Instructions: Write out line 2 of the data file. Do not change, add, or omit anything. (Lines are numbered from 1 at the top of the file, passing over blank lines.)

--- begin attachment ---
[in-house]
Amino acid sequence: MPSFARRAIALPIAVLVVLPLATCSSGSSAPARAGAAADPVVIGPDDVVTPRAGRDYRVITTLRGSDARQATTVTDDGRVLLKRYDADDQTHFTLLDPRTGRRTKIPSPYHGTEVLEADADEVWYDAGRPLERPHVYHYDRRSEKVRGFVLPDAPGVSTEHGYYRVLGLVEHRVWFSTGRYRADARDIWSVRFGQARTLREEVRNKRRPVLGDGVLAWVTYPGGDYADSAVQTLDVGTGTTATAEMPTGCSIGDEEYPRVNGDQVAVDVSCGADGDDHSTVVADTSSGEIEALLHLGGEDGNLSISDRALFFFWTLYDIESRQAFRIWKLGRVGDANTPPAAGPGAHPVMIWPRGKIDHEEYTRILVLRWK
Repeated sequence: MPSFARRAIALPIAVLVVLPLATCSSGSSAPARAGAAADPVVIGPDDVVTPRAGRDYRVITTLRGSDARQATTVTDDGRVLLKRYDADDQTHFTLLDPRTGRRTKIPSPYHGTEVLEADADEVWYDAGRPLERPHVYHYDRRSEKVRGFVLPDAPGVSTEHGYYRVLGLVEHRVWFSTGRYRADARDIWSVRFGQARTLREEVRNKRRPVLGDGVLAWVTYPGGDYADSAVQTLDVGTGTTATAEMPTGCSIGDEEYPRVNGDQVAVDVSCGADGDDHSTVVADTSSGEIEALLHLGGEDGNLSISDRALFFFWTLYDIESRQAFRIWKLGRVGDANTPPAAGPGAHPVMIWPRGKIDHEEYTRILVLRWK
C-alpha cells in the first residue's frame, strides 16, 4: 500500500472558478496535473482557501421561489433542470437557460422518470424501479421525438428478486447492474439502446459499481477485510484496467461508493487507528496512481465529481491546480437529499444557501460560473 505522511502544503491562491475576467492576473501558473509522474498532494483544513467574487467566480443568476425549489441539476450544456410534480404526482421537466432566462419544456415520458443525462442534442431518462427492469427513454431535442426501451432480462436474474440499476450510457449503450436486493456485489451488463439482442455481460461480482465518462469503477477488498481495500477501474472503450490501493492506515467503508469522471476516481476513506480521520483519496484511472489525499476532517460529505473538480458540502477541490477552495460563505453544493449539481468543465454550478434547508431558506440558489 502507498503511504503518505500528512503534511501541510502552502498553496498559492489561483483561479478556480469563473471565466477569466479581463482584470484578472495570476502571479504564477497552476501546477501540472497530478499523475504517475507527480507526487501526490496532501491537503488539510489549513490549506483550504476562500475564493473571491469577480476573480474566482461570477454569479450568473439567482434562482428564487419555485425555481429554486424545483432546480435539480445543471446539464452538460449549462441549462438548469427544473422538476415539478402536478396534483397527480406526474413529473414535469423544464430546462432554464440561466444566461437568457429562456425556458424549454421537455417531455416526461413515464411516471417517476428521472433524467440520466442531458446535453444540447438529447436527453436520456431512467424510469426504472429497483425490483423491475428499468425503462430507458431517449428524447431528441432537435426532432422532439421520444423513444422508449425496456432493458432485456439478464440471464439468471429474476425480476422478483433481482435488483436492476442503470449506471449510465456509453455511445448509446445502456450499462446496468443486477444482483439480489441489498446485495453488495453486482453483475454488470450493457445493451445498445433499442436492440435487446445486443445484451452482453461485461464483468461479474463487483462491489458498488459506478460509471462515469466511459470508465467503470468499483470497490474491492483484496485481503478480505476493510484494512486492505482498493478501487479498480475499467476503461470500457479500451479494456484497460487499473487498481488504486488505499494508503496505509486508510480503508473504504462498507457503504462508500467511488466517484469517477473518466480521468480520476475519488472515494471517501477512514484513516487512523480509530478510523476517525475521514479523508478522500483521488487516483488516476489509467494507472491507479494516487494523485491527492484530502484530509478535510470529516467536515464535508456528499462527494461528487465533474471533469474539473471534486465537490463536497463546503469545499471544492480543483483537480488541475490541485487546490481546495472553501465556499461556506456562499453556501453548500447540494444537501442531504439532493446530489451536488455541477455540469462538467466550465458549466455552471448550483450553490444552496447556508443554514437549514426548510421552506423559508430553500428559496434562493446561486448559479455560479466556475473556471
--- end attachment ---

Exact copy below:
Amino acid sequence: MPSFARRAIALPIAVLVVLPLATCSSGSSAPARAGAAADPVVIGPDDVVTPRAGRDYRVITTLRGSDARQATTVTDDGRVLLKRYDADDQTHFTLLDPRTGRRTKIPSPYHGTEVLEADADEVWYDAGRPLERPHVYHYDRRSEKVRGFVLPDAPGVSTEHGYYRVLGLVEHRVWFSTGRYRADARDIWSVRFGQARTLREEVRNKRRPVLGDGVLAWVTYPGGDYADSAVQTLDVGTGTTATAEMPTGCSIGDEEYPRVNGDQVAVDVSCGADGDDHSTVVADTSSGEIEALLHLGGEDGNLSISDRALFFFWTLYDIESRQAFRIWKLGRVGDANTPPAAGPGAHPVMIWPRGKIDHEEYTRILVLRWK